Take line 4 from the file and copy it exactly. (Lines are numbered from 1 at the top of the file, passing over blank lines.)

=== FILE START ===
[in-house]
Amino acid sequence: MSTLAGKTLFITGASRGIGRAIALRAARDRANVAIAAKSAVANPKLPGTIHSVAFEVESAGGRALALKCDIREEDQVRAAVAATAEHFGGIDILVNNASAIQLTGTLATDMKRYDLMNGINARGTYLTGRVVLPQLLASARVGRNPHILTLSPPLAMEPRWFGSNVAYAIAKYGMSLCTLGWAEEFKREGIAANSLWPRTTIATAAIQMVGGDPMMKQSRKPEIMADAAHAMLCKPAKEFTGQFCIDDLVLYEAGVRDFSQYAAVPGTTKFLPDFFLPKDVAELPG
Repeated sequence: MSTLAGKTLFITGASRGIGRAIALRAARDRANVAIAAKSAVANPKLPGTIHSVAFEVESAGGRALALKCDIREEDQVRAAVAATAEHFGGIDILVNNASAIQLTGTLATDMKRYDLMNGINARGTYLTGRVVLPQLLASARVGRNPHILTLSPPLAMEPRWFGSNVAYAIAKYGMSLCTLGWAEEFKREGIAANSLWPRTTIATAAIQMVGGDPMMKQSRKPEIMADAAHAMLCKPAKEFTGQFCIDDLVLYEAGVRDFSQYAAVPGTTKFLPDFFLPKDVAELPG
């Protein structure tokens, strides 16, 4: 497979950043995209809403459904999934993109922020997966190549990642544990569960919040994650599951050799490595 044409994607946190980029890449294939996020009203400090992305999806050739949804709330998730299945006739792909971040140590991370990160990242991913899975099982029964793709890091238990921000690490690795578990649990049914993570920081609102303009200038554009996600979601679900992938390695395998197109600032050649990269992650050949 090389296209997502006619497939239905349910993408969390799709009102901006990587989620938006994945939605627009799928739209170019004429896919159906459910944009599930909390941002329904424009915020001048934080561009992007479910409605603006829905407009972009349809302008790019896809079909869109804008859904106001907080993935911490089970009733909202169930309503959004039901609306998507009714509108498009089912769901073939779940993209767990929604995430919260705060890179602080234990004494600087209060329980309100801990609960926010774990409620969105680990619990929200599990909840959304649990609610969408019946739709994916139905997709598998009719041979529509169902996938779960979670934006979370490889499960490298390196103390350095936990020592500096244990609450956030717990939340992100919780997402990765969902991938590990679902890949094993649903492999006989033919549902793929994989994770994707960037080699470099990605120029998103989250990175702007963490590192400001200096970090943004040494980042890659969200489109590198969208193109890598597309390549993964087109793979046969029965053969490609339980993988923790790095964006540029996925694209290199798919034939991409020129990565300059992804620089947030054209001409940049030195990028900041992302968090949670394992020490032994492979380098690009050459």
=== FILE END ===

């Protein structure tokens, strides 16, 4: 497979950043995209809403459904999934993109922020997966190549990642544990569960919040994650599951050799490595 044409994607946190980029890449294939996020009203400090992305999806050739949804709330998730299945006739792909971040140590991370990160990242991913899975099982029964793709890091238990921000690490690795578990649990049914993570920081609102303009200038554009996600979601679900992938390695395998197109600032050649990269992650050949 090389296209997502006619497939239905349910993408969390799709009102901006990587989620938006994945939605627009799928739209170019004429896919159906459910944009599930909390941002329904424009915020001048934080561009992007479910409605603006829905407009972009349809302008790019896809079909869109804008859904106001907080993935911490089970009733909202169930309503959004039901609306998507009714509108498009089912769901073939779940993209767990929604995430919260705060890179602080234990004494600087209060329980309100801990609960926010774990409620969105680990619990929200599990909840959304649990609610969408019946739709994916139905997709598998009719041979529509169902996938779960979670934006979370490889499960490298390196103390350095936990020592500096244990609450956030717990939340992100919780997402990765969902991938590990679902890949094993649903492999006989033919549902793929994989994770994707960037080699470099990605120029998103989250990175702007963490590192400001200096970090943004040494980042890659969200489109590198969208193109890598597309390549993964087109793979046969029965053969490609339980993988923790790095964006540029996925694209290199798919034939991409020129990565300059992804620089947030054209001409940049030195990028900041992302968090949670394992020490032994492979380098690009050459």